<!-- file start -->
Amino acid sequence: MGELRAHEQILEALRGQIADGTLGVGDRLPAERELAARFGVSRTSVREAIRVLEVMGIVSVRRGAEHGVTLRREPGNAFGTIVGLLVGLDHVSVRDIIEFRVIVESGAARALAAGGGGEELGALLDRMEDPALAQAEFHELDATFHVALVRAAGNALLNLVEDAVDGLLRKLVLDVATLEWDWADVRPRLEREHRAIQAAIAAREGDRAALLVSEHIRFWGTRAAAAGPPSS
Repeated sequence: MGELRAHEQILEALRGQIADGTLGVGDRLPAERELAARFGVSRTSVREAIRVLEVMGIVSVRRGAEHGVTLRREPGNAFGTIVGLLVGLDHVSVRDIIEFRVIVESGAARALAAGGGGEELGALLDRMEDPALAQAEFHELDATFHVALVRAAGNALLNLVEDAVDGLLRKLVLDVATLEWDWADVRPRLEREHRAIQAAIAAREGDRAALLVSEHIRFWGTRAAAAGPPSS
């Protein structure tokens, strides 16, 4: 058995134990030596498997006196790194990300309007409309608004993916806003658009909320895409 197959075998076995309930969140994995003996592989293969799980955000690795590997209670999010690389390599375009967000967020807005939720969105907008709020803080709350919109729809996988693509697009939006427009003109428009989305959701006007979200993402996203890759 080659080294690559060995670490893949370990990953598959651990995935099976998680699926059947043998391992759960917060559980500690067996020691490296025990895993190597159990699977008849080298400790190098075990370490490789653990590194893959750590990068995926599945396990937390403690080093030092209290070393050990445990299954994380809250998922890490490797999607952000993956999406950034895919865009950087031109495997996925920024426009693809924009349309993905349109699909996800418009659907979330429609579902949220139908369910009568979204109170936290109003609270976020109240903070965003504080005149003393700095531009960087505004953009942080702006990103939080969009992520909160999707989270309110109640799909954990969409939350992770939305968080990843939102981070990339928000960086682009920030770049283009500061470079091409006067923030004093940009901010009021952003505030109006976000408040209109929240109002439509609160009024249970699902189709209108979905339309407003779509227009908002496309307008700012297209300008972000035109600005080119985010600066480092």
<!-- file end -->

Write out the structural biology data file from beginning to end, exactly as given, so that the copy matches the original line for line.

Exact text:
Amino acid sequence: MGELRAHEQILEALRGQIADGTLGVGDRLPAERELAARFGVSRTSVREAIRVLEVMGIVSVRRGAEHGVTLRREPGNAFGTIVGLLVGLDHVSVRDIIEFRVIVESGAARALAAGGGGEELGALLDRMEDPALAQAEFHELDATFHVALVRAAGNALLNLVEDAVDGLLRKLVLDVATLEWDWADVRPRLEREHRAIQAAIAAREGDRAALLVSEHIRFWGTRAAAAGPPSS
Repeated sequence: MGELRAHEQILEALRGQIADGTLGVGDRLPAERELAARFGVSRTSVREAIRVLEVMGIVSVRRGAEHGVTLRREPGNAFGTIVGLLVGLDHVSVRDIIEFRVIVESGAARALAAGGGGEELGALLDRMEDPALAQAEFHELDATFHVALVRAAGNALLNLVEDAVDGLLRKLVLDVATLEWDWADVRPRLEREHRAIQAAIAAREGDRAALLVSEHIRFWGTRAAAAGPPSS
């Protein structure tokens, strides 16, 4: 058995134990030596498997006196790194990300309007409309608004993916806003658009909320895409 197959075998076995309930969140994995003996592989293969799980955000690795590997209670999010690389390599375009967000967020807005939720969105907008709020803080709350919109729809996988693509697009939006427009003109428009989305959701006007979200993402996203890759 080659080294690559060995670490893949370990990953598959651990995935099976998680699926059947043998391992759960917060559980500690067996020691490296025990895993190597159990699977008849080298400790190098075990370490490789653990590194893959750590990068995926599945396990937390403690080093030092209290070393050990445990299954994380809250998922890490490797999607952000993956999406950034895919865009950087031109495997996925920024426009693809924009349309993905349109699909996800418009659907979330429609579902949220139908369910009568979204109170936290109003609270976020109240903070965003504080005149003393700095531009960087505004953009942080702006990103939080969009992520909160999707989270309110109640799909954990969409939350992770939305968080990843939102981070990339928000960086682009920030770049283009500061470079091409006067923030004093940009901010009021952003505030109006976000408040209109929240109002439509609160009024249970699902189709209108979905339309407003779509227009908002496309307008700012297209300008972000035109600005080119985010600066480092």